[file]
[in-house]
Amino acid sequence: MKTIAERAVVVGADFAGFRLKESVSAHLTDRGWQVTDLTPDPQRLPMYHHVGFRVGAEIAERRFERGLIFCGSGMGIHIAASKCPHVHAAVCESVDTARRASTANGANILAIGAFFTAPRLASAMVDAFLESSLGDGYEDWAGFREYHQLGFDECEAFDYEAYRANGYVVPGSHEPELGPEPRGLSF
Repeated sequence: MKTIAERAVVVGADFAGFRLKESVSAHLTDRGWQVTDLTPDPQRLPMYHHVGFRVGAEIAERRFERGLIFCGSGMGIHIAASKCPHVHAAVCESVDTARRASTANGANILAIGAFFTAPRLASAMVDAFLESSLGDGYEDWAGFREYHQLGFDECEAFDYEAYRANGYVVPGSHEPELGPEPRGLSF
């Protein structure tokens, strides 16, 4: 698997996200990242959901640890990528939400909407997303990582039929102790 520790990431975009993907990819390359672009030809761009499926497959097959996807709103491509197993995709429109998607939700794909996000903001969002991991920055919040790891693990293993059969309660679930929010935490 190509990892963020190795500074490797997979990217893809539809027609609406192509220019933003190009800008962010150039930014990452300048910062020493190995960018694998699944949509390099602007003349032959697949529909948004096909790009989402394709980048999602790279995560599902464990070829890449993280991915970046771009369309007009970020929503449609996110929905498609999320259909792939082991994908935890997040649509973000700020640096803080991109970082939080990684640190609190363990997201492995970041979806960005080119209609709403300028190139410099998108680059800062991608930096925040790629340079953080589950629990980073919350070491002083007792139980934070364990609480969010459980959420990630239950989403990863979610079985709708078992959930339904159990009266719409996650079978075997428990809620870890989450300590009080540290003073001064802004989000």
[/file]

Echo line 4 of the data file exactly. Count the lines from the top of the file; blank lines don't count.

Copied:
């Protein structure tokens, strides 16, 4: 698997996200990242959901640890990528939400909407997303990582039929102790 520790990431975009993907990819390359672009030809761009499926497959097959996807709103491509197993995709429109998607939700794909996000903001969002991991920055919040790891693990293993059969309660679930929010935490 190509990892963020190795500074490797997979990217893809539809027609609406192509220019933003190009800008962010150039930014990452300048910062020493190995960018694998699944949509390099602007003349032959697949529909948004096909790009989402394709980048999602790279995560599902464990070829890449993280991915970046771009369309007009970020929503449609996110929905498609999320259909792939082991994908935890997040649509973000700020640096803080991109970082939080990684640190609190363990997201492995970041979806960005080119209609709403300028190139410099998108680059800062991608930096925040790629340079953080589950629990980073919350070491002083007792139980934070364990609480969010459980959420990630239950989403990863979610079985709708078992959930339904159990009266719409996650079978075997428990809620870890989450300590009080540290003073001064802004989000």